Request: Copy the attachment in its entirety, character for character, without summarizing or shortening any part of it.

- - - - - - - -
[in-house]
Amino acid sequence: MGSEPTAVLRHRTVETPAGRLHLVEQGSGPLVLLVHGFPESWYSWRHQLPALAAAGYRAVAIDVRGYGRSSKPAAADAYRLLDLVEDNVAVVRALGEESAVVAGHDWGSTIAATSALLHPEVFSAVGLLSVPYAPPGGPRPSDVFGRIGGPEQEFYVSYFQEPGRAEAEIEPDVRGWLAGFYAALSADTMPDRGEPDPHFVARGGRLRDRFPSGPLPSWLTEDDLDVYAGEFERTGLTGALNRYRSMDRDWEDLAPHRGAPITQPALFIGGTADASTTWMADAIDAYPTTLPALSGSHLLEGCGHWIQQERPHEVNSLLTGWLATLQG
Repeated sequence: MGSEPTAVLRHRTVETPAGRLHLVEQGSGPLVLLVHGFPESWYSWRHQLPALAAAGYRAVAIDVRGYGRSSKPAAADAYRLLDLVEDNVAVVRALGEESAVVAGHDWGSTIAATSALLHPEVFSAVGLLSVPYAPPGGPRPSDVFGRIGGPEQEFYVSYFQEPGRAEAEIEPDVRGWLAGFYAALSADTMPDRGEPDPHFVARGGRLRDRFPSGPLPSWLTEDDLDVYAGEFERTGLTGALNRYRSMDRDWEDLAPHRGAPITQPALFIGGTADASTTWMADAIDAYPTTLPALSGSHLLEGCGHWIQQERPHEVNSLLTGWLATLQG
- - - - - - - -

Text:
[in-house]
Amino acid sequence: MGSEPTAVLRHRTVETPAGRLHLVEQGSGPLVLLVHGFPESWYSWRHQLPALAAAGYRAVAIDVRGYGRSSKPAAADAYRLLDLVEDNVAVVRALGEESAVVAGHDWGSTIAATSALLHPEVFSAVGLLSVPYAPPGGPRPSDVFGRIGGPEQEFYVSYFQEPGRAEAEIEPDVRGWLAGFYAALSADTMPDRGEPDPHFVARGGRLRDRFPSGPLPSWLTEDDLDVYAGEFERTGLTGALNRYRSMDRDWEDLAPHRGAPITQPALFIGGTADASTTWMADAIDAYPTTLPALSGSHLLEGCGHWIQQERPHEVNSLLTGWLATLQG
Repeated sequence: MGSEPTAVLRHRTVETPAGRLHLVEQGSGPLVLLVHGFPESWYSWRHQLPALAAAGYRAVAIDVRGYGRSSKPAAADAYRLLDLVEDNVAVVRALGEESAVVAGHDWGSTIAATSALLHPEVFSAVGLLSVPYAPPGGPRPSDVFGRIGGPEQEFYVSYFQEPGRAEAEIEPDVRGWLAGFYAALSADTMPDRGEPDPHFVARGGRLRDRFPSGPLPSWLTEDDLDVYAGEFERTGLTGALNRYRSMDRDWEDLAPHRGAPITQPALFIGGTADASTTWMADAIDAYPTTLPALSGSHLLEGCGHWIQQERPHEVNSLLTGWLATLQG